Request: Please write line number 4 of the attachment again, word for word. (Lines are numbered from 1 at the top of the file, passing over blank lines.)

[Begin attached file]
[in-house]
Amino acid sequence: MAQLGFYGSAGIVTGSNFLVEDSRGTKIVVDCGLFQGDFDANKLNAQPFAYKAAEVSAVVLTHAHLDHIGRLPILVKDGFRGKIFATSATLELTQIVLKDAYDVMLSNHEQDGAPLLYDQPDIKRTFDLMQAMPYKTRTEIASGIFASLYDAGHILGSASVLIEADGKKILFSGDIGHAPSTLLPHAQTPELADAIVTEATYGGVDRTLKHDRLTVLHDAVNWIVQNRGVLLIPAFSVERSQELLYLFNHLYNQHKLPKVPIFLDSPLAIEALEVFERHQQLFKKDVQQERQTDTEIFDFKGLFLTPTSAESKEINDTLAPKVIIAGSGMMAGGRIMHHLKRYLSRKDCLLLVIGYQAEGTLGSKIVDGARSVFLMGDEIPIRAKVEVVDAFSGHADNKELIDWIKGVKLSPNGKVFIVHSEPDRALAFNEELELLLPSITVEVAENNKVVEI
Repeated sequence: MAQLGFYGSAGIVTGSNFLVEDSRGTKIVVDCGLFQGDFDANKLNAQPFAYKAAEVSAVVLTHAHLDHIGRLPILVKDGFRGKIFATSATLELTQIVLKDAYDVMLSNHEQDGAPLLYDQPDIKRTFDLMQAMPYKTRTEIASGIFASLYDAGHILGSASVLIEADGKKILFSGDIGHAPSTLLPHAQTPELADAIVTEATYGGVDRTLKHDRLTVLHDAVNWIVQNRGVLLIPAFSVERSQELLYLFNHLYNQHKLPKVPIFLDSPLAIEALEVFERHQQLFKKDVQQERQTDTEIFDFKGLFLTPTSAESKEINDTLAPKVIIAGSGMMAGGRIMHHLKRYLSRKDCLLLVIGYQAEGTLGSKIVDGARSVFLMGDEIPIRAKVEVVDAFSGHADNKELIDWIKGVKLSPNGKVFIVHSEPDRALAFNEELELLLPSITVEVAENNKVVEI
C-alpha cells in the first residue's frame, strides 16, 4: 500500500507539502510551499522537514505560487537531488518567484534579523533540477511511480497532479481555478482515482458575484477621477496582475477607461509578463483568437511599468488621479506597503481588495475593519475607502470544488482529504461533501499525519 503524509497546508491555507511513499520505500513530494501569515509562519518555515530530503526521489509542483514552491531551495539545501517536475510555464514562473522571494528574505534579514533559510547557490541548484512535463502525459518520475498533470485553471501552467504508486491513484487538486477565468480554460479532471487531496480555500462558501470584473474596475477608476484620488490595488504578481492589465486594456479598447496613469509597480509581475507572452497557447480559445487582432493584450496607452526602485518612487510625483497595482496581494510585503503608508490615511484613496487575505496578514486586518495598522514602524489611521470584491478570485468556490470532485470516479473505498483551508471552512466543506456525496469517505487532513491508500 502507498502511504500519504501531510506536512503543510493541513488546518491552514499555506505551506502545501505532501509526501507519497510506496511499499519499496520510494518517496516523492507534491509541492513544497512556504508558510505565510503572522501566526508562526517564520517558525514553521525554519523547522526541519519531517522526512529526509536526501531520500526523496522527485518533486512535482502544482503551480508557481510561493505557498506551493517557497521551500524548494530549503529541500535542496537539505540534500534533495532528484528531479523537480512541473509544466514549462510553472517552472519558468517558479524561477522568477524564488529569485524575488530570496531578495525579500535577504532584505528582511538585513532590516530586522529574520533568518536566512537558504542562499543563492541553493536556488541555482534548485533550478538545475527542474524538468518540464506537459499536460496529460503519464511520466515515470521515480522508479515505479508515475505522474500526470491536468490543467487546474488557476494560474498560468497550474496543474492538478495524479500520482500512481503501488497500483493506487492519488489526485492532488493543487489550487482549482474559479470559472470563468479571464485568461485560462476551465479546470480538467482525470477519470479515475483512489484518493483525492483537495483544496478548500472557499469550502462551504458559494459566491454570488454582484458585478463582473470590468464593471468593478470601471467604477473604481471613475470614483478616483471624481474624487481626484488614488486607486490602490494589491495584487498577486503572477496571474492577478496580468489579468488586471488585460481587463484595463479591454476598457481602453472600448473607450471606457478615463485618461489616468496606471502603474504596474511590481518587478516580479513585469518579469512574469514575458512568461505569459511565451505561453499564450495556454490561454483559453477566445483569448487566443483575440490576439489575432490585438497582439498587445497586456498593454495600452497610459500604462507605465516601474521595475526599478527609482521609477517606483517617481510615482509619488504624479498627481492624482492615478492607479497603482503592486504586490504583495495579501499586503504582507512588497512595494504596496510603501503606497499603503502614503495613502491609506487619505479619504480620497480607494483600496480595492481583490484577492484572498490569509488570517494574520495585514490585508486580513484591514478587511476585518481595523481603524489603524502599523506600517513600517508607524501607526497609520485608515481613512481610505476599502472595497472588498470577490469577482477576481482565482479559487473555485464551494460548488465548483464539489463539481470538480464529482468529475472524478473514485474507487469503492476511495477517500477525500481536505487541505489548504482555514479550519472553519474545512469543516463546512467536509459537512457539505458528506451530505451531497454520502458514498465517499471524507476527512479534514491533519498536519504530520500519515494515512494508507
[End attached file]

C-alpha cells in the first residue's frame, strides 16, 4: 500500500507539502510551499522537514505560487537531488518567484534579523533540477511511480497532479481555478482515482458575484477621477496582475477607461509578463483568437511599468488621479506597503481588495475593519475607502470544488482529504461533501499525519 503524509497546508491555507511513499520505500513530494501569515509562519518555515530530503526521489509542483514552491531551495539545501517536475510555464514562473522571494528574505534579514533559510547557490541548484512535463502525459518520475498533470485553471501552467504508486491513484487538486477565468480554460479532471487531496480555500462558501470584473474596475477608476484620488490595488504578481492589465486594456479598447496613469509597480509581475507572452497557447480559445487582432493584450496607452526602485518612487510625483497595482496581494510585503503608508490615511484613496487575505496578514486586518495598522514602524489611521470584491478570485468556490470532485470516479473505498483551508471552512466543506456525496469517505487532513491508500 502507498502511504500519504501531510506536512503543510493541513488546518491552514499555506505551506502545501505532501509526501507519497510506496511499499519499496520510494518517496516523492507534491509541492513544497512556504508558510505565510503572522501566526508562526517564520517558525514553521525554519523547522526541519519531517522526512529526509536526501531520500526523496522527485518533486512535482502544482503551480508557481510561493505557498506551493517557497521551500524548494530549503529541500535542496537539505540534500534533495532528484528531479523537480512541473509544466514549462510553472517552472519558468517558479524561477522568477524564488529569485524575488530570496531578495525579500535577504532584505528582511538585513532590516530586522529574520533568518536566512537558504542562499543563492541553493536556488541555482534548485533550478538545475527542474524538468518540464506537459499536460496529460503519464511520466515515470521515480522508479515505479508515475505522474500526470491536468490543467487546474488557476494560474498560468497550474496543474492538478495524479500520482500512481503501488497500483493506487492519488489526485492532488493543487489550487482549482474559479470559472470563468479571464485568461485560462476551465479546470480538467482525470477519470479515475483512489484518493483525492483537495483544496478548500472557499469550502462551504458559494459566491454570488454582484458585478463582473470590468464593471468593478470601471467604477473604481471613475470614483478616483471624481474624487481626484488614488486607486490602490494589491495584487498577486503572477496571474492577478496580468489579468488586471488585460481587463484595463479591454476598457481602453472600448473607450471606457478615463485618461489616468496606471502603474504596474511590481518587478516580479513585469518579469512574469514575458512568461505569459511565451505561453499564450495556454490561454483559453477566445483569448487566443483575440490576439489575432490585438497582439498587445497586456498593454495600452497610459500604462507605465516601474521595475526599478527609482521609477517606483517617481510615482509619488504624479498627481492624482492615478492607479497603482503592486504586490504583495495579501499586503504582507512588497512595494504596496510603501503606497499603503502614503495613502491609506487619505479619504480620497480607494483600496480595492481583490484577492484572498490569509488570517494574520495585514490585508486580513484591514478587511476585518481595523481603524489603524502599523506600517513600517508607524501607526497609520485608515481613512481610505476599502472595497472588498470577490469577482477576481482565482479559487473555485464551494460548488465548483464539489463539481470538480464529482468529475472524478473514485474507487469503492476511495477517500477525500481536505487541505489548504482555514479550519472553519474545512469543516463546512467536509459537512457539505458528506451530505451531497454520502458514498465517499471524507476527512479534514491533519498536519504530520500519515494515512494508507